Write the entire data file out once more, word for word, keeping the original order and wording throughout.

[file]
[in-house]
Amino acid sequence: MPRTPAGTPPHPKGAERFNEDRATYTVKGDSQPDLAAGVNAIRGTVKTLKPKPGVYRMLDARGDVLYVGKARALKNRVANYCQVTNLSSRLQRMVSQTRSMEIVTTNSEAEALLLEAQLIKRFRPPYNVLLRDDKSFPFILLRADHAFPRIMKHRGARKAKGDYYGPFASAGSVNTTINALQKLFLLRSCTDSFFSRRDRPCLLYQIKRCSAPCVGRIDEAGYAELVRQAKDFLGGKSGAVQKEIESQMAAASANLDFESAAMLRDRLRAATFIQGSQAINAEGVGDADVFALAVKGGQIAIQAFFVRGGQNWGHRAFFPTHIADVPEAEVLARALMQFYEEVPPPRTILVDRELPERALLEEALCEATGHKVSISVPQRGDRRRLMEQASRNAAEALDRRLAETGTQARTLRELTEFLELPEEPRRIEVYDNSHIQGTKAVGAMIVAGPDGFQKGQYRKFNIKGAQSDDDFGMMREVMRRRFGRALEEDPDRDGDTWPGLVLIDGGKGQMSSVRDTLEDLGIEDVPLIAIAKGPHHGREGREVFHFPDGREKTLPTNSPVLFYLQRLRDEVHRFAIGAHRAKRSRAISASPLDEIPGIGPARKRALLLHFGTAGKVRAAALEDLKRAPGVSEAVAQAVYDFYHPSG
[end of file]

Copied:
[in-house]
Amino acid sequence: MPRTPAGTPPHPKGAERFNEDRATYTVKGDSQPDLAAGVNAIRGTVKTLKPKPGVYRMLDARGDVLYVGKARALKNRVANYCQVTNLSSRLQRMVSQTRSMEIVTTNSEAEALLLEAQLIKRFRPPYNVLLRDDKSFPFILLRADHAFPRIMKHRGARKAKGDYYGPFASAGSVNTTINALQKLFLLRSCTDSFFSRRDRPCLLYQIKRCSAPCVGRIDEAGYAELVRQAKDFLGGKSGAVQKEIESQMAAASANLDFESAAMLRDRLRAATFIQGSQAINAEGVGDADVFALAVKGGQIAIQAFFVRGGQNWGHRAFFPTHIADVPEAEVLARALMQFYEEVPPPRTILVDRELPERALLEEALCEATGHKVSISVPQRGDRRRLMEQASRNAAEALDRRLAETGTQARTLRELTEFLELPEEPRRIEVYDNSHIQGTKAVGAMIVAGPDGFQKGQYRKFNIKGAQSDDDFGMMREVMRRRFGRALEEDPDRDGDTWPGLVLIDGGKGQMSSVRDTLEDLGIEDVPLIAIAKGPHHGREGREVFHFPDGREKTLPTNSPVLFYLQRLRDEVHRFAIGAHRAKRSRAISASPLDEIPGIGPARKRALLLHFGTAGKVRAAALEDLKRAPGVSEAVAQAVYDFYHPSG